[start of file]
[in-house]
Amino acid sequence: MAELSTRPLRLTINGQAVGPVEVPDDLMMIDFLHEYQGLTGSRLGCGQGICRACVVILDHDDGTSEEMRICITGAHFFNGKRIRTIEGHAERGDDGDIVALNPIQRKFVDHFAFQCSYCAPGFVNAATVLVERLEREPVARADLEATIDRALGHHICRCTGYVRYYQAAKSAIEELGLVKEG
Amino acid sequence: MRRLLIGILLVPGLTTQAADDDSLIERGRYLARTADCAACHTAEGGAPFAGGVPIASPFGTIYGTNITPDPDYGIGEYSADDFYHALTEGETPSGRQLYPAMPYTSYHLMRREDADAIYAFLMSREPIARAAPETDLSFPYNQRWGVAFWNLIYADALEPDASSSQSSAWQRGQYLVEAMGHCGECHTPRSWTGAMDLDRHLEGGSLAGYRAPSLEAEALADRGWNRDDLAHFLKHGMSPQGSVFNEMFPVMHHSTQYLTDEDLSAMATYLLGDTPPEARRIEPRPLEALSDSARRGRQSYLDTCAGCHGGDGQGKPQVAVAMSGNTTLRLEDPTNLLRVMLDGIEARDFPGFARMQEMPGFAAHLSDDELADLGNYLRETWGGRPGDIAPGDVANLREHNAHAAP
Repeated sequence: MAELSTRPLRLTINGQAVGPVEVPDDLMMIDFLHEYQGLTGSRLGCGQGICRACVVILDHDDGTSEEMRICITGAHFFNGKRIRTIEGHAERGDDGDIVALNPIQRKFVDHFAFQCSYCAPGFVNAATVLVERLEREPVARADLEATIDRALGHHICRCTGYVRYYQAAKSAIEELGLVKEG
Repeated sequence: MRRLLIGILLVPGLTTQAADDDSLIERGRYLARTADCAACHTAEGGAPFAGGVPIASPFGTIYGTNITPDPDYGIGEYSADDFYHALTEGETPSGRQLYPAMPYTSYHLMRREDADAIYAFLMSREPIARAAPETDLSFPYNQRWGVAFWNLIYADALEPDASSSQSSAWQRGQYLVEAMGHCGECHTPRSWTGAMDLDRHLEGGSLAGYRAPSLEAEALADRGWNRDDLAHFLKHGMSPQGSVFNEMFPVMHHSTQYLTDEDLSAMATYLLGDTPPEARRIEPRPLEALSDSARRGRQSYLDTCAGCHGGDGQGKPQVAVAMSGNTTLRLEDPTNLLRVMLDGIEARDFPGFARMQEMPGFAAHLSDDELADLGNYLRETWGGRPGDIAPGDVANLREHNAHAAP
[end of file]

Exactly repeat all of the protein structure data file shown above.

[in-house]
Amino acid sequence: MAELSTRPLRLTINGQAVGPVEVPDDLMMIDFLHEYQGLTGSRLGCGQGICRACVVILDHDDGTSEEMRICITGAHFFNGKRIRTIEGHAERGDDGDIVALNPIQRKFVDHFAFQCSYCAPGFVNAATVLVERLEREPVARADLEATIDRALGHHICRCTGYVRYYQAAKSAIEELGLVKEG
Amino acid sequence: MRRLLIGILLVPGLTTQAADDDSLIERGRYLARTADCAACHTAEGGAPFAGGVPIASPFGTIYGTNITPDPDYGIGEYSADDFYHALTEGETPSGRQLYPAMPYTSYHLMRREDADAIYAFLMSREPIARAAPETDLSFPYNQRWGVAFWNLIYADALEPDASSSQSSAWQRGQYLVEAMGHCGECHTPRSWTGAMDLDRHLEGGSLAGYRAPSLEAEALADRGWNRDDLAHFLKHGMSPQGSVFNEMFPVMHHSTQYLTDEDLSAMATYLLGDTPPEARRIEPRPLEALSDSARRGRQSYLDTCAGCHGGDGQGKPQVAVAMSGNTTLRLEDPTNLLRVMLDGIEARDFPGFARMQEMPGFAAHLSDDELADLGNYLRETWGGRPGDIAPGDVANLREHNAHAAP
Repeated sequence: MAELSTRPLRLTINGQAVGPVEVPDDLMMIDFLHEYQGLTGSRLGCGQGICRACVVILDHDDGTSEEMRICITGAHFFNGKRIRTIEGHAERGDDGDIVALNPIQRKFVDHFAFQCSYCAPGFVNAATVLVERLEREPVARADLEATIDRALGHHICRCTGYVRYYQAAKSAIEELGLVKEG
Repeated sequence: MRRLLIGILLVPGLTTQAADDDSLIERGRYLARTADCAACHTAEGGAPFAGGVPIASPFGTIYGTNITPDPDYGIGEYSADDFYHALTEGETPSGRQLYPAMPYTSYHLMRREDADAIYAFLMSREPIARAAPETDLSFPYNQRWGVAFWNLIYADALEPDASSSQSSAWQRGQYLVEAMGHCGECHTPRSWTGAMDLDRHLEGGSLAGYRAPSLEAEALADRGWNRDDLAHFLKHGMSPQGSVFNEMFPVMHHSTQYLTDEDLSAMATYLLGDTPPEARRIEPRPLEALSDSARRGRQSYLDTCAGCHGGDGQGKPQVAVAMSGNTTLRLEDPTNLLRVMLDGIEARDFPGFARMQEMPGFAAHLSDDELADLGNYLRETWGGRPGDIAPGDVANLREHNAHAAP